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UFC 126 Notebook: Silent hostility exists between Anderson Silva and Vitor Belfort

Miguel Torres, Antonio Banuelos enter UFC after successful WEC careers


Justin M. Bowen

Anderson Silva works out with his 12-year-old son Kalya during UFC 126 open workouts Thursday, Feb. 3, 2011, at Mandalay Bay Events Center.

UFC 126 Workouts

Jon Jones works out during UFC 126 open workouts Thursday, Feb. 3, 2011, at Mandalay Bay Events Center. Launch slideshow »
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Anderson Silva and Vitor Belfort face off at Mandalay Bay on Wednesday, Feb. 2, 2011, during the UFC 126 press conference.

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Although neither Anderson Silva nor Vitor Belfort will admit it, tensions between the two fighters vying for the middleweight title Saturday at UFC 126 have simmered all week.

Take two examples from Wednesday’s press conference as proof. Asked if Belfort was one of the best strikers he’s ever faced, Silva offered a simple “no.” When Silva and Belfort posed for their fight picture, they got inches from each other’s faces and glared.

“I just know one thing: When you say silly things, when you do silly things it’s because you’re worried and you’re trying to wear a mask,” Belfort said at Thursday’s open workouts. “The way I fight and the way I am, I respect. I just need to wear one mask.”

Silva denied there was any extra emotion when he took the photo with Belfort.

“It was normal,” Silva said through a translator. “I don’t think there was anything different.”

Silva and Belfort, both Brazilians, used to train together at Black House in Rio de Janeiro before a falling out, which is speculated to be the source of their dislike toward each other.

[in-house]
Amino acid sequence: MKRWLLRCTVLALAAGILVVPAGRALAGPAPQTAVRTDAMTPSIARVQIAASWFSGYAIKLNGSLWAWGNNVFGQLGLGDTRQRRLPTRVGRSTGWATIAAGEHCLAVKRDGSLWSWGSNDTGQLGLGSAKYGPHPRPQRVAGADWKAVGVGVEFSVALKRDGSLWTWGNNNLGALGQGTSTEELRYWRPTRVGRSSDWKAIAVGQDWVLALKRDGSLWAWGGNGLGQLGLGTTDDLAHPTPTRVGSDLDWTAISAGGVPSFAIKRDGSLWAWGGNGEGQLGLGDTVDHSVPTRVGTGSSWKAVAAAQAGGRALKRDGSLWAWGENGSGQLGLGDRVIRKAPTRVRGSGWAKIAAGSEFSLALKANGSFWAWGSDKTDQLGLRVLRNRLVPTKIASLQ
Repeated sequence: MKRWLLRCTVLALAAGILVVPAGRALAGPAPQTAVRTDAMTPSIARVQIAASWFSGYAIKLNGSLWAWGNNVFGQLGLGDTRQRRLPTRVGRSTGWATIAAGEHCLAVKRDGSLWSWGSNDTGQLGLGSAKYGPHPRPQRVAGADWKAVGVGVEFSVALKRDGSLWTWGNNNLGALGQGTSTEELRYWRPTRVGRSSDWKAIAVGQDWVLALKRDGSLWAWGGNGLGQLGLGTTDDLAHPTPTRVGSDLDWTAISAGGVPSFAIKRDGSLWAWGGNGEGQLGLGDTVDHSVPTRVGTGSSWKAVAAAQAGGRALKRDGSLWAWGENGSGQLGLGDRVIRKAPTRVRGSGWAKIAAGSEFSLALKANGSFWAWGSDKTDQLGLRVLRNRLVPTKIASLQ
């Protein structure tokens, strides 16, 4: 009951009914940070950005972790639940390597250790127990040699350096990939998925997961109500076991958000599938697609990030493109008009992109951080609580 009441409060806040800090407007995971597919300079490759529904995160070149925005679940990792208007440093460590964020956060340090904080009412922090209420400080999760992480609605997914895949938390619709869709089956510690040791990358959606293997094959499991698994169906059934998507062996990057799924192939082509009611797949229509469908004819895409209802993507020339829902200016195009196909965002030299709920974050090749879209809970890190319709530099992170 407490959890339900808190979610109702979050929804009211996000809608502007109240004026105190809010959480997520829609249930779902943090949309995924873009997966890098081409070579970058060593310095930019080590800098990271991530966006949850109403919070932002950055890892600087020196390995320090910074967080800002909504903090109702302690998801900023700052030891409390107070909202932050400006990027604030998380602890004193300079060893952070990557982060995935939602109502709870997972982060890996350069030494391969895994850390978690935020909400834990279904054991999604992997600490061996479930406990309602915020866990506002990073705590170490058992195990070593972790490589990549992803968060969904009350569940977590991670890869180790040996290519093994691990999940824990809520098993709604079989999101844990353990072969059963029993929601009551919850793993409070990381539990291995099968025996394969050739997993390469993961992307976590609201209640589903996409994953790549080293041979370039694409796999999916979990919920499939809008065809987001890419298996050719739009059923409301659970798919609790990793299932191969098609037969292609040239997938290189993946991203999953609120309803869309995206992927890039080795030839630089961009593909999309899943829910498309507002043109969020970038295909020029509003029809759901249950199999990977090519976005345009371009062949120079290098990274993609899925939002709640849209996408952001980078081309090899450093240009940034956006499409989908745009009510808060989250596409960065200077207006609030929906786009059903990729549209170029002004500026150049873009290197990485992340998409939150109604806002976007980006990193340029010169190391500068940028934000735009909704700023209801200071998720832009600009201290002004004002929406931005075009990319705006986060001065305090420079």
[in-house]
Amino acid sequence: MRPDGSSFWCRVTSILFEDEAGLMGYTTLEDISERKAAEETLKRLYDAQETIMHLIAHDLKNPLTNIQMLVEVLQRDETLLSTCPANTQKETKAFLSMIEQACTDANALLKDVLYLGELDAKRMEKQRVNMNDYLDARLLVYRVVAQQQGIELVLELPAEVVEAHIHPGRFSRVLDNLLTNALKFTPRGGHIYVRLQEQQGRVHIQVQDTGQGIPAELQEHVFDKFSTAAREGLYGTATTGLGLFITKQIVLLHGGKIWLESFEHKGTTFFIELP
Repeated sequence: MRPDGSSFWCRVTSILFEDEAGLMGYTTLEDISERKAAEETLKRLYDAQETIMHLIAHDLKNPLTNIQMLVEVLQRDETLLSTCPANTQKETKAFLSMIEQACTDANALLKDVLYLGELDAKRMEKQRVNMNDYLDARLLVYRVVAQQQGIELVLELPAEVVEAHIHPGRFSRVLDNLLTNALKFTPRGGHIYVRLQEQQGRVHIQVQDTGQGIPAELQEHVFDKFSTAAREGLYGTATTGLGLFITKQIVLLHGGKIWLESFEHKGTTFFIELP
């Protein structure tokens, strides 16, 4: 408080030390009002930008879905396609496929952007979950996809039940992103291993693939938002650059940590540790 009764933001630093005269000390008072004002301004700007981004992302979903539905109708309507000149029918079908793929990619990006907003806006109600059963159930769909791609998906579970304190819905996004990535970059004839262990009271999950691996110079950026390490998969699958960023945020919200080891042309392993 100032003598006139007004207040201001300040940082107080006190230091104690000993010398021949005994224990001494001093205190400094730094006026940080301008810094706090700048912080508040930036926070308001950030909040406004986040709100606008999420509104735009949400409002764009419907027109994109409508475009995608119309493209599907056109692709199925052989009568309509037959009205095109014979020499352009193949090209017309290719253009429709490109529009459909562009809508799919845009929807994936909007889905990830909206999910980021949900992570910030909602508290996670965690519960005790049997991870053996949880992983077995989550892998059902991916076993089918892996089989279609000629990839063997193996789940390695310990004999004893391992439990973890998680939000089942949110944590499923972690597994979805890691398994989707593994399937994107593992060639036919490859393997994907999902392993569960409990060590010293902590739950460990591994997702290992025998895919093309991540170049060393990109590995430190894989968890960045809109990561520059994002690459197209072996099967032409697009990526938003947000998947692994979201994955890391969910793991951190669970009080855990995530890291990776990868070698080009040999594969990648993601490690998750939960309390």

Silva initially questioned whether Belfort, who only has one fight as a middleweight, deserved a title shot. He has since backed off of those comments, but hasn’t gone out of his way to hype Belfort as a worthy opponent.

“I think he respects me, a part of me,” Belfort said. “But I think he wears the mask of trying to intimidate me. But he can see in my eyes I’m a fighter. I’m not intimidated by anyone.”

Fighters engage fans at open workouts

Silva had the approximately 600 fans at Thursday’s open workouts standing for most of his 30-minute session on the mat.

Silva put on a show by going through a sparring routine with his 12-year old son, Kalyl.

“I always train with my son,” Silva said. “It’s a really good experience for him in mixed martial arts.”

Silva wasn’t the only fighter who went out of his way to entertain fans at the Mandalay Bay Events Center.

After Belfort completed his workout, he spent five minutes addressing the crowd with an impassioned speech about respect.

“It moved my heart,” Belfort said. “They leave their home, they leave their city to come here and buy expensive tickets to watch it, so I have a lot of respect for the fans.”

Light heavyweight Jon Jones, who fights Ryan Bader Saturday, did his part by tossing most of his gear into the stands after his workout. Light heavyweight Forrest Griffin, who fights Rich Franklin Saturday, talked and joked with fans while he went through his workout.

Franklin and Bader also received warm receptions.

Bantamweights excited for UFC debut

The UFC will showcase the first two bantamweight bouts in the organization’s history Saturday after purchasing the WEC.

The second of the two fights, between former WEC Champion Miguel Torres (37-3) and Antonio Banuelos (19-6) will be featured on the pay-per-view main card. Both Torres and Banuelos made appearances at the open workouts.

Banuelos is soon to be the newest Las Vegas-based fighter as his home gym, The Pit, will open a Henderson location on Wigwam Parkway next month.

Torres has lost two of his last three fights after going more than six years without a defeat. He said he was not worried about his UFC debut.

“I’ve never had jitters since my first fight,” Torres said. “I’ve never been nervous. For me, it could be two people or a million and I’ll still go out there and see the person across from me.”

Case Keefer can be reached at 948-2790 or [email protected]. Follow Case on Twitter at

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